Inside the Museums
Inside the Museums: Toronto’s Heritage Sites and Their Most Prized Objects arrived in June 2014, telling the stories of ten key Toronto heritage sites, and the artifacts that best illuminate the city’s early history.
Here is my one-minute video on the book:
Top 10 Obscure Facts From Inside the Museums
1. The Orange Order began as an Irish Protestant fraternity sometimes referred to as the Loyal Order of Lodgemen, or LOL.
2. Robert Baldwin, of Spadina House, left instructions for a male version of a Caesarean section to be performed on his corpse in homage to his beloved wife, Eliza, who died at twenty-five in 1836 after such an operation.
3. To project a dignified image as Mayor of Toronto in 1846, William Boulton sat for his official portrait wearing black silk stockings, frilly sleeves, and white lace exploding out of his vest.
4. John George Howard’s Colbourne Lodge features Toronto’s oldest existing indoor toilet.
5. “The most cruel and intense sensation of pain” that Rebel leader William Lyon Mackenzie says he ever endured came when, trying to escape, he walked naked up to his neck in an ice-filled stream carrying his clothes above his head.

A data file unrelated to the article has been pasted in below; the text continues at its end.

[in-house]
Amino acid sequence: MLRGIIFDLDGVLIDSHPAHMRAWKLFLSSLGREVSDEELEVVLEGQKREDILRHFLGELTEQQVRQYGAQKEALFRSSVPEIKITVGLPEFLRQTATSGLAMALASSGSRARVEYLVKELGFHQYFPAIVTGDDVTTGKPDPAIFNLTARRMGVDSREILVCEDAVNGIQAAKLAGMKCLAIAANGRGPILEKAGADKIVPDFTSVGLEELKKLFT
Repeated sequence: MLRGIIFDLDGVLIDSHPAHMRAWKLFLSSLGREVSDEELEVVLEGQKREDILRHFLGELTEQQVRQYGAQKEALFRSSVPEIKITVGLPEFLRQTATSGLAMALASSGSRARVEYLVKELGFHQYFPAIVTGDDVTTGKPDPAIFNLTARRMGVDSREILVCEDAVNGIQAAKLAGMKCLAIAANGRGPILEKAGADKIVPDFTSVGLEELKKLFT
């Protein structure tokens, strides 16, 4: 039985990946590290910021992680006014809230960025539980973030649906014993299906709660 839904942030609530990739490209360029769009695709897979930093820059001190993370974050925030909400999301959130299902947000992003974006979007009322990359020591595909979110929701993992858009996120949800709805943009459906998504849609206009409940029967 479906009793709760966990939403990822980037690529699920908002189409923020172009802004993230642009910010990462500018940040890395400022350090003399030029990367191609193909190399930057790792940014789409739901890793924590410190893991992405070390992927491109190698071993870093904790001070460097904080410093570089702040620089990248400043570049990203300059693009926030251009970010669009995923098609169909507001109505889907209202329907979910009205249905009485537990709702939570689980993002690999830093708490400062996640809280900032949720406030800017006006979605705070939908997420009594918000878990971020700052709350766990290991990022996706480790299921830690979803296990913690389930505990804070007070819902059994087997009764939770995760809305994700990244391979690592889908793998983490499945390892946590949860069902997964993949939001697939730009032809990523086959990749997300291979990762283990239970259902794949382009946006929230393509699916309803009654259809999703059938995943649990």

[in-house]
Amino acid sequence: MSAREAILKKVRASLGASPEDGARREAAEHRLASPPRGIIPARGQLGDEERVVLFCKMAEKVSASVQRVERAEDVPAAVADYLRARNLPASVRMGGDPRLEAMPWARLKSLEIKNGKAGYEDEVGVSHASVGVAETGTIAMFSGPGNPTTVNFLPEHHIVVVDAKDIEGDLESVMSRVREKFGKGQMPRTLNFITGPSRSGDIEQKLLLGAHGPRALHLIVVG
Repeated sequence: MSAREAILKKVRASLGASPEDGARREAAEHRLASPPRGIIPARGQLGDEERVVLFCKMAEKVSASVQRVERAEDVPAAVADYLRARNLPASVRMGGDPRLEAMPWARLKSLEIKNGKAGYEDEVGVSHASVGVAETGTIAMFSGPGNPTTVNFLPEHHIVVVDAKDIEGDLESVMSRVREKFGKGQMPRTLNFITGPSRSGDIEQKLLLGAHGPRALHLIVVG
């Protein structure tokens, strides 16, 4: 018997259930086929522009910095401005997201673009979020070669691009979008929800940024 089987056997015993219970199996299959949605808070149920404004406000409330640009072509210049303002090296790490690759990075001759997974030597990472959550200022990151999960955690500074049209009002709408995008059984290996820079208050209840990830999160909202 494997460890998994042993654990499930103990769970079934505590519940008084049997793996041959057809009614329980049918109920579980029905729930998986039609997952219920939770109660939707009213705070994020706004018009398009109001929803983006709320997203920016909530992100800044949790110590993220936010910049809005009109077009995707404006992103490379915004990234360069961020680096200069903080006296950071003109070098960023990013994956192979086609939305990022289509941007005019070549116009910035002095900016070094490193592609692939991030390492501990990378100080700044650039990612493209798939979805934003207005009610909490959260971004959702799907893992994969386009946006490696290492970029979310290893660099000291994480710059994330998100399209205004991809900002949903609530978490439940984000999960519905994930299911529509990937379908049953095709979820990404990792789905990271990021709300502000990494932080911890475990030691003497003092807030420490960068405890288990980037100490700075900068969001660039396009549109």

6. A meeting to debate Toronto’s first municipal tax ended in horror in 1834 when the Market Hall balcony collapsed, hurling at least seven spectators onto the butchers’ hooks below and killing them.
7. With government militia closing in, rebel wife Liza Gibson hid her baby in a snowbank and returned to her house to rescue the family clock, the most technologically advanced item anybody could own in 1837.
8. At the age of seventy-five, in 1834, Chief Justice William Campbell subsisted on a diet of snipes hunted in the marshy harbour, and died when the birds flew south that fall.
9. As a high-school project in 1934, sixteen-year-old Sheila Wherry built one of Fort York’s standout exhibits, a scale model showing York and its defences in 1812.
10. Postal rates and paper cost so much in the early 1800s that, after writing one page, a person would turn the paper ninety degrees and write the second page over it at right angles.
When you write a book about heritage-house museums, you want to encourage press comment but avoid being called a “nerd” or a “geek.” On July 11, 2014, National Post reporter Peter Kuitenbrouwer mentioned my book toward the end of a profile of Toronto mayoral candidate David Soknacki. The story portrayed Soknacki as a bit of a geek. As evidence, the reporter said Soknacki chose to attend my book launch rather than dine with influential people. The reporter ends his story this way:
[Soknacki] won three elections to council. Still, one wonders about his instincts. The weekend before our lunch, the Soknackis opened their back yard to a fundraiser for the Rouge Valley Health System. The organizer of that event invited Mr. Soknacki to a party in thanks; the candidate sent his wife.
He went instead to Mackenzie House, a city museum, for the launch of John Goddard’s book, Inside Toronto’s Museums.